Having seen fit — finally — to confirm attorney John Dowdell to the federal court in Tulsa, perhaps now the U.S. Senate can get around to placing Robert Bacharach on the 10th U.S. Circuit Court of Appeals in Denver.
Both men had the backing of Oklahoma’s U.S. senators, Jim Inhofe and Tom Coburn, but the nominations got gummed up by Senate gamesmanship. Republicans held up many nominations made by President Obama, hoping Mitt Romney would win the presidency and submit his own nominations for those posts.
But Obama won. So this week the Senate voted 95-0 to place Dowdell on the federal bench.
Now Inhofe and Coburn need to push for Bacharach’s immediate confirmation. After all, he’s in line for a seat on the Denver court that’s been vacant nearly 2 1/2 years.
Oklahoma Gov. Mary Fallin’s staff is looking for reasons not to disclose how Fallin made the decision to return a $54 million federal grant last year after originally accepting it. Right or wrong, such maneuvering leaves the impression she has something to hide.
The Oklahoman sought emails from the governor’s office through an open records request. Fallin’s legal counsel rejected the request, citing executive privilege and attorney-client privilege. He said releasing such emails would hinder the ability of policymakers to have productive internal discussions.
But an expert in Oklahoma’s open records laws says once a personal note or memo becomes a recorded conversation or directive, it isn’t personal anymore. And executive privilege isn’t an exemption under Oklahoma law.
A 2009 opinion from the Oklahoma attorney general’s office was clear: “Emails, text messages, and other electronic communications made or received in connection with the transaction of public business, the expenditure of public funds or the administration of public property, are subject to the Oklahoma Open Records Act.”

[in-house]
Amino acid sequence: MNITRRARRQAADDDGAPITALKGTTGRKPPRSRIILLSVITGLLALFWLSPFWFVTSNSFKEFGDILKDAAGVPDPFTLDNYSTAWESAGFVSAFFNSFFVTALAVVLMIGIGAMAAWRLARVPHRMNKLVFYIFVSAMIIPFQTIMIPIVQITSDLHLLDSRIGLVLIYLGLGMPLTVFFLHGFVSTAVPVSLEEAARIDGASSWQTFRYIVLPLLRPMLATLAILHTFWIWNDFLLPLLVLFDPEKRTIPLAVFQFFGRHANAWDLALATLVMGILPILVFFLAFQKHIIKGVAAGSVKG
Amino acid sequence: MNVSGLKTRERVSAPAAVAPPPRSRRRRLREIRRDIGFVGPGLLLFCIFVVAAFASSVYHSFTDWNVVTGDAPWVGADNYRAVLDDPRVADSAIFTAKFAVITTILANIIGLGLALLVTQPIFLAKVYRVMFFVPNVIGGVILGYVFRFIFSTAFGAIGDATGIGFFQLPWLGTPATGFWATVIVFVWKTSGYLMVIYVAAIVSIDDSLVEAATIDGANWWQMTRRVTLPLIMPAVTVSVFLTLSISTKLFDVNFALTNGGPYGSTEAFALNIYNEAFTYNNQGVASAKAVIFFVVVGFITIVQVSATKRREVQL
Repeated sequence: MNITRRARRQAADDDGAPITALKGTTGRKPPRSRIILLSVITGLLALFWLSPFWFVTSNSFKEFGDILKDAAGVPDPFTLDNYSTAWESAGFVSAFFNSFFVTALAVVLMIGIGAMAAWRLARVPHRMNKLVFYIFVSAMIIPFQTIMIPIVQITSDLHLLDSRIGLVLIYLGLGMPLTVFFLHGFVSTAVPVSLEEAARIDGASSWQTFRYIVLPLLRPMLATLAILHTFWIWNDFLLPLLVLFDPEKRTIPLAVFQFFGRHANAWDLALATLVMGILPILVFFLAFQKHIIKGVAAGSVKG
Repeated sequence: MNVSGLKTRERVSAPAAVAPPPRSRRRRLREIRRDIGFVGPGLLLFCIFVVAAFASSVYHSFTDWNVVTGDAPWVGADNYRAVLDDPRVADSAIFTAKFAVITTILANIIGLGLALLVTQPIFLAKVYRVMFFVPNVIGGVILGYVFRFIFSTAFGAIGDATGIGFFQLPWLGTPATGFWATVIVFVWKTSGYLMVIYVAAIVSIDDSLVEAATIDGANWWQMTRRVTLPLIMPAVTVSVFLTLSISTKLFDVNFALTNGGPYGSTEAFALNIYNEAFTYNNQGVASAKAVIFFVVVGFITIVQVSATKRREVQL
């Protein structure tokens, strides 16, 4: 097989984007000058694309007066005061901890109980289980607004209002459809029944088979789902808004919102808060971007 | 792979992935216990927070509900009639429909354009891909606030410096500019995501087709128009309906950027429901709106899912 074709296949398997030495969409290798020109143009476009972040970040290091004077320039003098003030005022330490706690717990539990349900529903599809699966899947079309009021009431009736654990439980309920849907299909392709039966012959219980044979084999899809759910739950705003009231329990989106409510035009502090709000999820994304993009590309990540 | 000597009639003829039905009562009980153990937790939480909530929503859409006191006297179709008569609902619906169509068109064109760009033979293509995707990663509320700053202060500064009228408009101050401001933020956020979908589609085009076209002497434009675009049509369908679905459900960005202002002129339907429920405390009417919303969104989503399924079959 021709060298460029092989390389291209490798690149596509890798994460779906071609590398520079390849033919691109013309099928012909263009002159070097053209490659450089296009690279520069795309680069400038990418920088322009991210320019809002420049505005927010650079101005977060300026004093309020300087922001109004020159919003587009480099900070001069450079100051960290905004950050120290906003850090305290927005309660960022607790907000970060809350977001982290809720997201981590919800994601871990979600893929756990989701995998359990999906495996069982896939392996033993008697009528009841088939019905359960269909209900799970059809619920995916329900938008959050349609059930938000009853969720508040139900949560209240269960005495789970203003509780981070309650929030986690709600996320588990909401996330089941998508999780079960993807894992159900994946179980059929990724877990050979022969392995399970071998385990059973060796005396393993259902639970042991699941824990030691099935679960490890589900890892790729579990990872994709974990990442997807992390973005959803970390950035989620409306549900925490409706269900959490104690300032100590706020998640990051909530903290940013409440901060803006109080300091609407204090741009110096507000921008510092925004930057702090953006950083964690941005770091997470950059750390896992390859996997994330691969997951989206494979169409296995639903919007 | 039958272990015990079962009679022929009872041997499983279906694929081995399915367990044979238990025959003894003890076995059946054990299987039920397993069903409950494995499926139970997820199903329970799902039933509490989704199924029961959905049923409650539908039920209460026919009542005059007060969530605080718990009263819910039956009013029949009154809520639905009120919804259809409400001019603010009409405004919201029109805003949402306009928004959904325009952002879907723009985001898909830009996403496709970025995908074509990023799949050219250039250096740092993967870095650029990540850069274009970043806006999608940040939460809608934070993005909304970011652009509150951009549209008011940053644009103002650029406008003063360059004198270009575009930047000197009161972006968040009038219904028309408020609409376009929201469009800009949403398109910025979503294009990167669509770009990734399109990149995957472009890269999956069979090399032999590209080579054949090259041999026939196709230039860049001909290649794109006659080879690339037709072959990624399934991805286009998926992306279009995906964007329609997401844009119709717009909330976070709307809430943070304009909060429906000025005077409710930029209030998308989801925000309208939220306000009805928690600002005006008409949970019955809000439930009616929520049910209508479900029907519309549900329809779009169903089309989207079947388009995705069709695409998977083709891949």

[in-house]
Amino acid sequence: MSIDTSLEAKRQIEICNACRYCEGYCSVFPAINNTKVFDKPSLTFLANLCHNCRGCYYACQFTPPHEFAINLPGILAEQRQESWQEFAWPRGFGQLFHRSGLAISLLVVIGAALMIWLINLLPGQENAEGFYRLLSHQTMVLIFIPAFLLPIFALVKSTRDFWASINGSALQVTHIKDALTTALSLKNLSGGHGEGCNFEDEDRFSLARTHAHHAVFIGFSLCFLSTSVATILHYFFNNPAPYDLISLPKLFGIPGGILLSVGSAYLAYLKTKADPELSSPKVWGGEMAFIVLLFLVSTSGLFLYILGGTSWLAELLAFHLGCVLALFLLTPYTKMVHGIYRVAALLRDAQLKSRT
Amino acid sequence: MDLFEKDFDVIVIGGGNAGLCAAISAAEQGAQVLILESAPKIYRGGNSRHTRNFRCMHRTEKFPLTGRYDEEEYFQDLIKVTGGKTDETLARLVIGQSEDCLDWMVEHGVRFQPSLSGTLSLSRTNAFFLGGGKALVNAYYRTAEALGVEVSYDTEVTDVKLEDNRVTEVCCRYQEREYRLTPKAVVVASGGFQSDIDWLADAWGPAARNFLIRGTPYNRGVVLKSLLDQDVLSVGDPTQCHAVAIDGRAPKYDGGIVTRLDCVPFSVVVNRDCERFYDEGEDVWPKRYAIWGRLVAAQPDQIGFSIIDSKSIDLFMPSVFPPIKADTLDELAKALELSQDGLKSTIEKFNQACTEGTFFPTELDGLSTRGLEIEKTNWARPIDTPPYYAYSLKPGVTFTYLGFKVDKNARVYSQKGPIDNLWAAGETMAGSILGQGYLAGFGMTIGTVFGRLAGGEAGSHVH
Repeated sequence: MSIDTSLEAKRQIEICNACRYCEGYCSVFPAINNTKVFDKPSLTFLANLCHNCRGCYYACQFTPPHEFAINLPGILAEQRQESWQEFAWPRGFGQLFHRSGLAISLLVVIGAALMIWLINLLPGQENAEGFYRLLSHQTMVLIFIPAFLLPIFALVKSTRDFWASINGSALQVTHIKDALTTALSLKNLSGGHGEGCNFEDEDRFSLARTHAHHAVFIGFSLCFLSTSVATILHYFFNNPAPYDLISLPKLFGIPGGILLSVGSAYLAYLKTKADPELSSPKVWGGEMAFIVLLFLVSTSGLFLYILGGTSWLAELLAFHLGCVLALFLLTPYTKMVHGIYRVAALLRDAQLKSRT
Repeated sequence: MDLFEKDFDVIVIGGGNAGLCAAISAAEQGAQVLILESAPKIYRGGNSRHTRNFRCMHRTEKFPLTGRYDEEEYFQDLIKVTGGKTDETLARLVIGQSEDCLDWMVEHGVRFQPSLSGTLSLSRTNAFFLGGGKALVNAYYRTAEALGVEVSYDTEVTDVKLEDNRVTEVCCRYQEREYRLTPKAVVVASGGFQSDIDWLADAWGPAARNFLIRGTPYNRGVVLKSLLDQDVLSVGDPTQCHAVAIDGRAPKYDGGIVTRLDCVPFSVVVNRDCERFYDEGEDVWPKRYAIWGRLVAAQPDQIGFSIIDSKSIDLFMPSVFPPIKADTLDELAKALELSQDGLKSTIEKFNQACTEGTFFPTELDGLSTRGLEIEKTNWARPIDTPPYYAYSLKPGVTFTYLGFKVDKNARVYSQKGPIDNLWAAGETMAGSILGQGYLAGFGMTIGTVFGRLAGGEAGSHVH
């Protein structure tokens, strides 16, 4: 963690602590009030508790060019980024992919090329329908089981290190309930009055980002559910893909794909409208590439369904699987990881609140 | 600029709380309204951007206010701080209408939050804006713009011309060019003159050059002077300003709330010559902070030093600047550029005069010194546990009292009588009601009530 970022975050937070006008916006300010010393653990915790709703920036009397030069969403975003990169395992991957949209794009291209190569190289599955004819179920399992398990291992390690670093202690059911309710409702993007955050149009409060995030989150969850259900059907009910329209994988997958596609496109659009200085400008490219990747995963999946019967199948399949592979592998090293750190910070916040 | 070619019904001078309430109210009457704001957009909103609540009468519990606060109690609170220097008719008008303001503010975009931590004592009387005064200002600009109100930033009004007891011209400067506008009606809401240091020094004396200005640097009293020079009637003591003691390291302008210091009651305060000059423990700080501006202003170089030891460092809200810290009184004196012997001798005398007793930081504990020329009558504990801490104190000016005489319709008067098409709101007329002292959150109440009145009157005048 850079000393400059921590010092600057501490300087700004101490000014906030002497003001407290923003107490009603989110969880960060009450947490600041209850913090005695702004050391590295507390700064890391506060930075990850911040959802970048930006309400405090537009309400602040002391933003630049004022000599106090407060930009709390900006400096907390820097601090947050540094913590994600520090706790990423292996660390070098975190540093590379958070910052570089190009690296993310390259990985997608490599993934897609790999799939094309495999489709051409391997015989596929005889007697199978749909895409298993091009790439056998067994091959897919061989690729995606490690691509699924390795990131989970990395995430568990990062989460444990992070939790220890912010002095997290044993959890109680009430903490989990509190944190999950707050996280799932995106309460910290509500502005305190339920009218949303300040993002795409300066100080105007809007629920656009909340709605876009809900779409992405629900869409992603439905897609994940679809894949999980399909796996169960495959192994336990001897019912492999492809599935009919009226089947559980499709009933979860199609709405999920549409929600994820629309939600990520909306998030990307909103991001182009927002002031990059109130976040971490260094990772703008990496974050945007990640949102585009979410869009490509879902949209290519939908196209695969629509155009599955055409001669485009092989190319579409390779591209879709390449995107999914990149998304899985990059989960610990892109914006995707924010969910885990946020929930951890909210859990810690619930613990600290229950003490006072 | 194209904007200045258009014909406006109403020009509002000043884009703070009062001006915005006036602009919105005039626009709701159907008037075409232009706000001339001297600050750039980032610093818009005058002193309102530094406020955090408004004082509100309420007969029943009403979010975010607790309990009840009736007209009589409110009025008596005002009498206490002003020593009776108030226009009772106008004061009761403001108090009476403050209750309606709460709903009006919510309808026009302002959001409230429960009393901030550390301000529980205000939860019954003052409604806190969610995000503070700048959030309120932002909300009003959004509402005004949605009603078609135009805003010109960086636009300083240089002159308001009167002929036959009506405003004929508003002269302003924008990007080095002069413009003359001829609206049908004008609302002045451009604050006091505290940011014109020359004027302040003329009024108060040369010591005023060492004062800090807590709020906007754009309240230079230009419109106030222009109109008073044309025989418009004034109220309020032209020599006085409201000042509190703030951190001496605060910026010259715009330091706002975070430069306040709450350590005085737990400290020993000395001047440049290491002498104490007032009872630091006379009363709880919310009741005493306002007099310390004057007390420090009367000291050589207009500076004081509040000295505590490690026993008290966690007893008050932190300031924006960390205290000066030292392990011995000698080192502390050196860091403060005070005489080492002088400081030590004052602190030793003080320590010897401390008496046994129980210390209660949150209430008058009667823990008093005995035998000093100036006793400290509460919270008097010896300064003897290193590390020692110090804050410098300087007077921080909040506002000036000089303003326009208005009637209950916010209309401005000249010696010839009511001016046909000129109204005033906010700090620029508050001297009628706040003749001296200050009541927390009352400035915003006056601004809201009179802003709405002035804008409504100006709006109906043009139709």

Fallin and legislative leaders accepted the $54 million grant to establish a federal health care exchange as part of the Affordable Care Act. Only after getting blowback from fellow Republicans did Fallin do an about-face.
The taxpayers who paid for the grant and who would have used the exchange deserve to know more about what went down.
It hasn’t taken long for U.S. Rep. James Lankford to make an impression on fellow Republican members.
In April 2011, four months after taking office, Lankford, R-Oklahoma City, was chosen to give the Republican response to President Barack Obama’s weekly radio address. He continued to shine as chairman of a House subcommittee on intergovernmental relations and with his work in helping craft a federal highway bill.
This week his stock rose some more when he was elected chairman of the House Policy Committee, the No. 5 spot in the House Republican hierarchy. The committee helps craft House GOP positions on issues and makes sure members are up to speed on them.
Two of Lankford’s Oklahoma colleagues saw this coming. Rep. Tom Cole, R-Moore, recently raved to The Oklahoman’s editorial board about Lankford’s first two years, and Rep. Frank Lucas, R-Cheyenne, who’s about to begin his 19th year in the House, called Lankford “the most unfreshman freshman I’ve ever seen.” Congratulations!